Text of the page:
Karnataka, as I have realised over the years, is a region that truly embodies its tagline – one state, many worlds. Drive through the Western Ghats region in the west, trundling uphill through the coffee estates of Chikmagalur and spiralling downhill through the thick forests of Agumbe, and you quite unexpectedly find yourself breathing in the salty air of the sea, once you reach the plains. The quick succession of changes in landscape within the span of a few hours marks the presence of a wide variety of natural wonders in the land.

It was the lure of this rich biodiversity that led us to explore a small but significant part of the 320-km long coastline of Karnataka, encompassing the seaside towns of Udupi, Kundapura and Byndoor. While they are primarily known for their pristine beaches and culinary delights, for us, the main charm of these locations lay in the thriving birdlife that existed on their beaches and backwaters. Estuaries abound in the region, and in several places, only a narrow strip of land separates the sea from the backwaters. Yet, despite the similarities in topography, all the three locations had their own set of attractions.  

A congregation of Kentish Plovers, Lesser Sand Plovers, Terek Sandpipers, Ruddy Turnstones and Curlew Sandpipers.

The temple city of Udupi, steeped in cultural traditions and known worldwide for its cuisine, has a number of picturesque beaches. The stretch starting from Padukere Beach (near Malpe) to Mattu Beach is one of the relatively less-commercialised shorelines in the region. Until a few years ago, this stretch used to be a small fishing village – a thin slice of land between the Arabian Sea and the backwaters; this was before the Padukere-Malpe Port Bridge connected it with the mainland, giving away its almost-secret location. The birdlife, though, continues to enthral, and we spent a few afternoons watching Western Reef Egrets wait patiently along with their fairer counterparts, the Great Egrets, biding the waves to bring them food. And food was aplenty – in the form of fish, or even ghost crabs that scrambled for cover once the tide exposed them on the glimmering, afternoon sand. Of late, the sighting of bioluminescence along Mattu Beach, a phenomenon caused by the organism Noctiluca scintillans, has brought scores of tourists to the area.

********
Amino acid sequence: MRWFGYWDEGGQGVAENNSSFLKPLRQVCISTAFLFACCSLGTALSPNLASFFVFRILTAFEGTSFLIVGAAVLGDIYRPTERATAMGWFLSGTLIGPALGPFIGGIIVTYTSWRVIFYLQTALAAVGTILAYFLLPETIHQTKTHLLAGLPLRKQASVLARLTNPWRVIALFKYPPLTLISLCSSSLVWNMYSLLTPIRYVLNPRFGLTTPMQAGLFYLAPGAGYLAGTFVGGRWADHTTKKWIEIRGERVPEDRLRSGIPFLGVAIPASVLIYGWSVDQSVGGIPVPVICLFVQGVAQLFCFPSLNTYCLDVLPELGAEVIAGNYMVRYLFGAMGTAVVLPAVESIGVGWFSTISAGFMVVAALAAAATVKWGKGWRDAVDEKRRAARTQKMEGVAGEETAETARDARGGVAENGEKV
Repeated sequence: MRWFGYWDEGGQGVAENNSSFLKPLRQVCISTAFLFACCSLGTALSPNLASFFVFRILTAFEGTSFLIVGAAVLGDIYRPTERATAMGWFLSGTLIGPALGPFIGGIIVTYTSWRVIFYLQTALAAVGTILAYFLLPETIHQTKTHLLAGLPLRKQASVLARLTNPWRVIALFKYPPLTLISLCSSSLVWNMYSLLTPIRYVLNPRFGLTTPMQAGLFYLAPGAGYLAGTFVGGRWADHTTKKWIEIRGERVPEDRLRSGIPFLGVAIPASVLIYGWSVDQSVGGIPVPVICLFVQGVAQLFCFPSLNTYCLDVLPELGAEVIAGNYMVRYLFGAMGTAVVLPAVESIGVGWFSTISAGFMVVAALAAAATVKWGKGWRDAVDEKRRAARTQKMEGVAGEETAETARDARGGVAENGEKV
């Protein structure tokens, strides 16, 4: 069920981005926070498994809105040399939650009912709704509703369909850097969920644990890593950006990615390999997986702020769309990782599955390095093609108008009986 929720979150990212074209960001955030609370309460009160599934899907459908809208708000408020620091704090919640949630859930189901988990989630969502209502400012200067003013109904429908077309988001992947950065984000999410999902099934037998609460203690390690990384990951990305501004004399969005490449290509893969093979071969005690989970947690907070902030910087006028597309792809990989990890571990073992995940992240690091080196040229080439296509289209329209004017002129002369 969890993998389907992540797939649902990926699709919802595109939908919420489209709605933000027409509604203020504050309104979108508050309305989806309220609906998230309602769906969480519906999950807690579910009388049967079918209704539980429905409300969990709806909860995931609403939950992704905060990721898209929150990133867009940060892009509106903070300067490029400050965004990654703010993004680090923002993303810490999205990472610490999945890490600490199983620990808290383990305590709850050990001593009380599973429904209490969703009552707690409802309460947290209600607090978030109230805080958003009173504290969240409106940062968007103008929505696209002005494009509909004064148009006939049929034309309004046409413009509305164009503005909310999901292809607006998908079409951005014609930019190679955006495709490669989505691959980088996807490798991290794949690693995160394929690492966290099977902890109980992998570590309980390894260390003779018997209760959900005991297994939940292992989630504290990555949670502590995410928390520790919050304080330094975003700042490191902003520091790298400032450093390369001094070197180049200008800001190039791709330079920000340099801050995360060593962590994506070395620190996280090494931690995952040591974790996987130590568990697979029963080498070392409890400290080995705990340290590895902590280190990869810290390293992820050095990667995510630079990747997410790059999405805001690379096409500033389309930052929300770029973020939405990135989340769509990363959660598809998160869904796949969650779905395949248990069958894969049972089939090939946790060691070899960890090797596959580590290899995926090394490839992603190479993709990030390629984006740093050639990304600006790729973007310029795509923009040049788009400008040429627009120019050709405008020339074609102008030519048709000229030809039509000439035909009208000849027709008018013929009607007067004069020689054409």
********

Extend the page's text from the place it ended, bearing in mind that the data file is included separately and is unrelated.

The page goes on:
A Western Reef Egret and a Great Egret lie in wait.

Common Greenshank

A Horn-eyed Ghost Crab finds itself on dangerous grounds, as a Terek Sandpiper lurks in the background.

Moving onward, some 40 km away from Udupi lies the town of Kundapura, another region known for its gastronomy, being the birthplace of the ghee roast. Struggling to divert our mind from such delectable prospects, we ventured towards Malyadi Bird Sanctuary – an erstwhile clay quarry used for making tiles, which today shelters a range of avian life, including several species of waders, both resident and migratory. The retreat of the monsoon had led the wetland to shrink, filling its frame with colourful water lilies and tall reeds. Snoozing Lesser Whistling Ducks, foraging Purple Swamphens and swooping Blue-tailed Bee-eaters met our inquisitive foray into the area, subtly demonstrating the need for a longer visit in the future.

Water lilies blooming at Malyadi Bird Sanctuary, Kundapura.

But there was more to Kundapura – Malyadi Bird Sanctuary was just a sampler of the vast treats it had in store for us down the backwaters. Our boat meandered through a jumble of mangroves along the Panchagangavali River, a treasure trove of flora and fauna hidden amidst its tangled roots and branches. A vital coastal ecosystem, mangroves also act as conducive breeding grounds for fish, shielding them against predation and strong water currents. A fascinating phenomenon we came across while cruising here was the immense presence of seashells in the backwaters; so much so that there were even entirely shell-made islands jutting out of the water. The boatman told us that the extraction of seashells was a big business there, with large quantities being supplied all over the country.